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APS TechNotes See all articles

Radon and Drinking Water from Private Wells

  • What is radon?

    Radon is a radioactive gas.  It occurs naturally and is produced by the breakdown of uranium in soil, rock, and water.  It can also dissolve into our water supply.  

  • How can I be exposed to radon?

    Radon typically moves up from the ground to the air and into your home through cracks in the foundation.  Radon gas can also enter the home through well water.  As you shower or use your well water for other household tasks, the gas can be released from the water into the air.

  • Where and how does radon get into drinking water?

    While most radon-related deaths are due to radon gas accumulated in houses from seepage through cracks in the foundation, 30 to 1,800 deaths per year are attributed to radon from household water.  Showering, washing dishes, and laundering can disturb the water and release radon gas into the air you breathe.

  • What are the symptoms of radon exposure?

    Drinking water that has high levels of radon may be a health risk, but breathing air high in radon concentration is more harmful to your health. Breathing in radon gas over a long period of time can increase your risk of getting lung cancer. Drinking water contaminated by radon may increase your chances of developing stomach cancer.  

  • What should I do if I have concerns about radon exposure?

    See your health care provider to discuss your concerns.

  • How is radon exposure diagnosed?

    Before you test your water for radon, you should test the air.  If the indoor radon level is high and you use groundwater, test your water.  If the radon level is low in the air, there is no need to test your water.  Test results are expressed in picocuries of radon per liter of water (pCi/l).  In general, 10,000 pCi/l of radon in water contributes roughly 1 pCi/l of airborne radon throughout the house.  The U.S. Environmental Protection Agency (EPA) currently advises consumers to take action if the total household air level is above 4 pCi/l.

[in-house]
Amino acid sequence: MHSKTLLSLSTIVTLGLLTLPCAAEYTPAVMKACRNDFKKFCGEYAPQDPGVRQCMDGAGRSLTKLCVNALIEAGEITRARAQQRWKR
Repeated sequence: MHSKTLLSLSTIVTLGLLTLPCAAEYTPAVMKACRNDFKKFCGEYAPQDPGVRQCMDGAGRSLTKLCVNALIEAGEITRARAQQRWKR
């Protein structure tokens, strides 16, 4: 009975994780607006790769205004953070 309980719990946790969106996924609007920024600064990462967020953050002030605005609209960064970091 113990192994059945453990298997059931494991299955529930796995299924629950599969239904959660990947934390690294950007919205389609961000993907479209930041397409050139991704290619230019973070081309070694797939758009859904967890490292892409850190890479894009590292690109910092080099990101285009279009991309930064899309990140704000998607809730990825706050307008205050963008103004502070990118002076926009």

• What is the treatment for radon exposure?

    For waterborne radon, a simple step is to make sure your bathroom, laundry room, and kitchen are well ventilated.  If your well water only has moderate levels of radon, this may adequately reduce your exposure to waterborne radon.  However, if your well has high levels of radon, you may need to use water treatment devices such as granular activated carbon (GAC) units and home aerators.

  • How do I remove radon from my drinking water?

    Radon can be removed from water by using one of two methods:

    Aeration treatment—spraying water or mixing it with air and then venting the air from the water before use, or GAC treatment—filtering water through carbon. Radon attaches to the carbon and leaves the water free of radon. Disposing the carbon may require special handling if it is used at a high radon level or if it has been used for a long time.

    In either treatment, it is important to treat the water where it enters your home (point-of-entry device) so that all the water will be treated.  Point-of-use devices such as those installed on a tap or under the sink will only treat a small portion of your water and are not effective in reducing radon in your water.  It is important to maintain home water treatment units properly because failure to do so can lead to other water contamination problems.  Some homeowners use a service contract from the installer to provide carbon replacement and general system maintenance.

    Revised Summer 2003

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